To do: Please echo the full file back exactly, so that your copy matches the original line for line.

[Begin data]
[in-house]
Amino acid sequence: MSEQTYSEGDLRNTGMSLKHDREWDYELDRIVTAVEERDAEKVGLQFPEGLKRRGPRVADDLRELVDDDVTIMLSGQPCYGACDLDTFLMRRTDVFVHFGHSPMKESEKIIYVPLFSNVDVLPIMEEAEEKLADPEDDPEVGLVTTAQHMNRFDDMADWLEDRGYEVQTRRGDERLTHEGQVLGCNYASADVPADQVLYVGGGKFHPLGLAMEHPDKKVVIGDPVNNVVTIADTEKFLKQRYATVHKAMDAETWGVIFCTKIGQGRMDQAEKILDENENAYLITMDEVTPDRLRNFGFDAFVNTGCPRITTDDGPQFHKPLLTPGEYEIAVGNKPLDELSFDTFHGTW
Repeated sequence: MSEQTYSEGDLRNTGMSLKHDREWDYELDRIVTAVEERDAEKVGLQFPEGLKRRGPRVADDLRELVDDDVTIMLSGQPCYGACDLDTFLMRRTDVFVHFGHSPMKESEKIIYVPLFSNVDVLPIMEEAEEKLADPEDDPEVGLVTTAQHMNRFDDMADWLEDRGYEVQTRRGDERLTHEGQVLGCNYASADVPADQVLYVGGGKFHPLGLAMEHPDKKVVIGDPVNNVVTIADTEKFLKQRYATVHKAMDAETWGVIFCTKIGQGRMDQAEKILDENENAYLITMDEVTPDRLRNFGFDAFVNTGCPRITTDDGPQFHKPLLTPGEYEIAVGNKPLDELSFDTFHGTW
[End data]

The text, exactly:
[in-house]
Amino acid sequence: MSEQTYSEGDLRNTGMSLKHDREWDYELDRIVTAVEERDAEKVGLQFPEGLKRRGPRVADDLRELVDDDVTIMLSGQPCYGACDLDTFLMRRTDVFVHFGHSPMKESEKIIYVPLFSNVDVLPIMEEAEEKLADPEDDPEVGLVTTAQHMNRFDDMADWLEDRGYEVQTRRGDERLTHEGQVLGCNYASADVPADQVLYVGGGKFHPLGLAMEHPDKKVVIGDPVNNVVTIADTEKFLKQRYATVHKAMDAETWGVIFCTKIGQGRMDQAEKILDENENAYLITMDEVTPDRLRNFGFDAFVNTGCPRITTDDGPQFHKPLLTPGEYEIAVGNKPLDELSFDTFHGTW
Repeated sequence: MSEQTYSEGDLRNTGMSLKHDREWDYELDRIVTAVEERDAEKVGLQFPEGLKRRGPRVADDLRELVDDDVTIMLSGQPCYGACDLDTFLMRRTDVFVHFGHSPMKESEKIIYVPLFSNVDVLPIMEEAEEKLADPEDDPEVGLVTTAQHMNRFDDMADWLEDRGYEVQTRRGDERLTHEGQVLGCNYASADVPADQVLYVGGGKFHPLGLAMEHPDKKVVIGDPVNNVVTIADTEKFLKQRYATVHKAMDAETWGVIFCTKIGQGRMDQAEKILDENENAYLITMDEVTPDRLRNFGFDAFVNTGCPRITTDDGPQFHKPLLTPGEYEIAVGNKPLDELSFDTFHGTW